Turkish police detain 2 leaders & 12 MPs of pro-Kurdish HDP party
The Turkish Interior Ministry has published a list of 11 of the detained HDP members, stating that they had been arrested on the orders of the local prosecutor. Another two MPs slated for arrest were found to be outside the country, and no decision has yet been made on whether to detain two more members.
The lawmakers were detained after “failing to appear for a summons to testify as part of a counter-terrorism investigation,” Anadolu state news agency reported.
The testimonies are connected to “terrorist propaganda” probes related to the Kurdish militant group PKK, and to the pro-Kurdish protests with violent clashes of October 2014, which HDP co-chair Demirtas is accused of inciting.
The MPs were required to show up for testimonies after their parliamentary immunity was lifted thanks to the law passed in the parliament in March. The two HDP leaders reportedly vowed not to testify.
Later on Friday, Turkish pro-Kurdish opposition lawmaker Imam Tascıer wrote on Twitter that he had also been detained. He became the 12th lawmaker arrested in the terror probe.
Police broke into the home of HPD co-leader Figen Yüksekdağ in Diyarbakir and detained her early Friday, while Selahattin Demirtas was detained in his Ankara house.
The party’s lawyers told Reuters that 11 other HDP parliamentarians were also arrested in the raids, with two more wanted for arrest. Local media reported that other than in Ankara and Diyarbakir, the arrests have been made in the eastern and southeastern Turkish cities of Hakkari, Mardin and Batman.
Those detained included HDP’s deputy speaker in the Turkish parliament, RIA Novosti reported.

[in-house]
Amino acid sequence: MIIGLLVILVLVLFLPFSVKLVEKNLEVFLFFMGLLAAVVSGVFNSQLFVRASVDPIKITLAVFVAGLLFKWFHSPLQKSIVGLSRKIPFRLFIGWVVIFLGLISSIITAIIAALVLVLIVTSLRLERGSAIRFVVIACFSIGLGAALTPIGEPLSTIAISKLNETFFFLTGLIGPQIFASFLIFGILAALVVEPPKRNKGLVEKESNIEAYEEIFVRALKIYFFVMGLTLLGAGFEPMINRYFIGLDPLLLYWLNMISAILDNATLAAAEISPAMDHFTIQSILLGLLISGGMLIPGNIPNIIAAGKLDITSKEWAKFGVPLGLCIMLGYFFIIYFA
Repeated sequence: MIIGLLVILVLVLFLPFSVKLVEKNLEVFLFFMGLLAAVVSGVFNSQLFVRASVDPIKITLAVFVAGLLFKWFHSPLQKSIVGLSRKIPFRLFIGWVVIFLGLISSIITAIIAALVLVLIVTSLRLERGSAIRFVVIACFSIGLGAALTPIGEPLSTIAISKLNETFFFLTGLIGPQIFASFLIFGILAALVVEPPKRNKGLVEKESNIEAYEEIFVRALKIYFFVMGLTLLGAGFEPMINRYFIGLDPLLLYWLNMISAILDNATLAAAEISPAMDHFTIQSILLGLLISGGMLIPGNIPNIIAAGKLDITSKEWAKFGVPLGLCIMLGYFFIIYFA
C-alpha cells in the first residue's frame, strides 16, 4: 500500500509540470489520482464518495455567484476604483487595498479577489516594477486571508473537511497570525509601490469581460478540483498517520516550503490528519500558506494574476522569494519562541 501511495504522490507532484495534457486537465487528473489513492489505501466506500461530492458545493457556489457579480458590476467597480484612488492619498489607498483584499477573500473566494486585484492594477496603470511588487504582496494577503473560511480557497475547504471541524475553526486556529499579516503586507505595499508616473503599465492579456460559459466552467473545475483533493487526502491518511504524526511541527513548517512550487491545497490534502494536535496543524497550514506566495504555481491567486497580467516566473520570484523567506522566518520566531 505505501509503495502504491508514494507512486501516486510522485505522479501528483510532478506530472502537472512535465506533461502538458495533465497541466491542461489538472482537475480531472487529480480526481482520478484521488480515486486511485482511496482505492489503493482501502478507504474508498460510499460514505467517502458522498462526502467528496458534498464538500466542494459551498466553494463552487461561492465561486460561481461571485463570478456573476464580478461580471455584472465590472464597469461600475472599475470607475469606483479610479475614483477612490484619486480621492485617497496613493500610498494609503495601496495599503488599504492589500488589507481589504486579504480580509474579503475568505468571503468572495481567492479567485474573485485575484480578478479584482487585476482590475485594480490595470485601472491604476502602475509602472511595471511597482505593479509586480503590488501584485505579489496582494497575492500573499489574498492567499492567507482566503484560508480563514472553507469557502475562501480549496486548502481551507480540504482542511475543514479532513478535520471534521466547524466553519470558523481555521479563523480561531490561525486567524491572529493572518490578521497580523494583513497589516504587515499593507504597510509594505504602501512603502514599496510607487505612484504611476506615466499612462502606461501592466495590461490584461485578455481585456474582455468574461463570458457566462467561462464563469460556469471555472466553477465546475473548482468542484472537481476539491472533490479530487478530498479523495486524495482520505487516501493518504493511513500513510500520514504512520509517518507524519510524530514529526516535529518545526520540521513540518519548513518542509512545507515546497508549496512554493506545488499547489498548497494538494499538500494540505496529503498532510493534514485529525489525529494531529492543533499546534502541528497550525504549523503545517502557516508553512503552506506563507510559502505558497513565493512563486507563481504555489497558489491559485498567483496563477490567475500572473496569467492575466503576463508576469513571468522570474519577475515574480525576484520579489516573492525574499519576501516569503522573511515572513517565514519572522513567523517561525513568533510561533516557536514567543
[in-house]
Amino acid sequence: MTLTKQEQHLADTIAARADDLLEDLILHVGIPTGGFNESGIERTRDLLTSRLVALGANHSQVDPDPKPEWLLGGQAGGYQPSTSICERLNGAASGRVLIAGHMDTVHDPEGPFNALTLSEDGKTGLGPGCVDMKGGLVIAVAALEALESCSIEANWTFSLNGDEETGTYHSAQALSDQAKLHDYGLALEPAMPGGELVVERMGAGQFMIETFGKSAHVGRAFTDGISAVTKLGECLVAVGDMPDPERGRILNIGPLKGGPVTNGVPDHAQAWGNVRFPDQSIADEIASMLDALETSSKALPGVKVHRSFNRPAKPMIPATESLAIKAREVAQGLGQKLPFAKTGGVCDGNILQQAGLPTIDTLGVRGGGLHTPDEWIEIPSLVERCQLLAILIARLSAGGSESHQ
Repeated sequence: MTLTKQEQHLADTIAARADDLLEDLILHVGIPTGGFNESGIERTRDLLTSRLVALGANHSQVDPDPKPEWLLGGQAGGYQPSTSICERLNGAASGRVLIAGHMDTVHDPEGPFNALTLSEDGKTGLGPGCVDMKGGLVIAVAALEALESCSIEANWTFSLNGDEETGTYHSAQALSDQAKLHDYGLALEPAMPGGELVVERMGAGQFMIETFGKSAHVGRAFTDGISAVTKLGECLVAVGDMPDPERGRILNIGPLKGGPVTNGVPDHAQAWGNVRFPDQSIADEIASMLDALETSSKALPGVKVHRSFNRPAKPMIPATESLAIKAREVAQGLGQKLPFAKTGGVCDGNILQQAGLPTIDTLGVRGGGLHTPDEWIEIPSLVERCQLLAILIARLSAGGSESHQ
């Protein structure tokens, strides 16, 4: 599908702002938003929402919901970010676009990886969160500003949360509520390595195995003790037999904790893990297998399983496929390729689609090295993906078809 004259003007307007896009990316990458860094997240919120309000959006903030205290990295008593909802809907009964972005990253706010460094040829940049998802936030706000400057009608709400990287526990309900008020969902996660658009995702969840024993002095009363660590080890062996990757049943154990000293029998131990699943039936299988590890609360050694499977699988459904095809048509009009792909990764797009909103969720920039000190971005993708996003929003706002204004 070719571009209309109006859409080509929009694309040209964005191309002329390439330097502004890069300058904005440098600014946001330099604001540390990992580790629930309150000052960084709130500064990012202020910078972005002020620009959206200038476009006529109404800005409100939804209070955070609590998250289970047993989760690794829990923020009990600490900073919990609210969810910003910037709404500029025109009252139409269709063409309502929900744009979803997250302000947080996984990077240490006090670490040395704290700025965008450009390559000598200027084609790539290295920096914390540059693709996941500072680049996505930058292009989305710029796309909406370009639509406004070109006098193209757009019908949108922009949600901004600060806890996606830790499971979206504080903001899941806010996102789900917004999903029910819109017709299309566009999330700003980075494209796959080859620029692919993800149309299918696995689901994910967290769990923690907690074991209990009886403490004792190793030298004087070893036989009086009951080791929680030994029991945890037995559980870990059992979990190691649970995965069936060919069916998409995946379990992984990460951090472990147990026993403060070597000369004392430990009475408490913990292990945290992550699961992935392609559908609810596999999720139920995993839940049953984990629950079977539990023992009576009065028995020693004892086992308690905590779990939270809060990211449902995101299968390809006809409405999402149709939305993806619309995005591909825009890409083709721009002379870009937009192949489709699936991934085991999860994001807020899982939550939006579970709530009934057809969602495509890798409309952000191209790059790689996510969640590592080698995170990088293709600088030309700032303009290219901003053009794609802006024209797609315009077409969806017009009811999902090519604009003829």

"Deputy speaker of parliament Pervin Buldan has also been detained in Ankara," the HDP representative was quoted as saying.
The arrests were accompanied by reports of a social media blackout in the country, although some of the MPs managed to livestream the arrests.
According to Turkey Blocks, an independent organization which monitors incidents of Internet censorship in Turkey, access to Twitter, Facebook and social messaging app WhatsApp has been severely restricted by the major providers, adding that “the majority of internet users [are] affected at the time of the measurement.”
It added, however, that the shutdown so far has not affected the users of smaller providers.
The HDP responded to the raids through social media, calling on the international community to “react against the Erdogan regime’s coup,” Reuters quotes.
Meanwhile, the European Parliament’s Turkey rapporteur, Kati Piri, tweeted: “Very bad news from Turkey. Again. Now HDP members of parliament are being detained.”
The HDP, which is in strong opposition to President Recep Tayyip Erdogan’s government and supports the Kurdish- and other minorities, has been accused of having links to PKK, which Ankara considers a terrorist organization.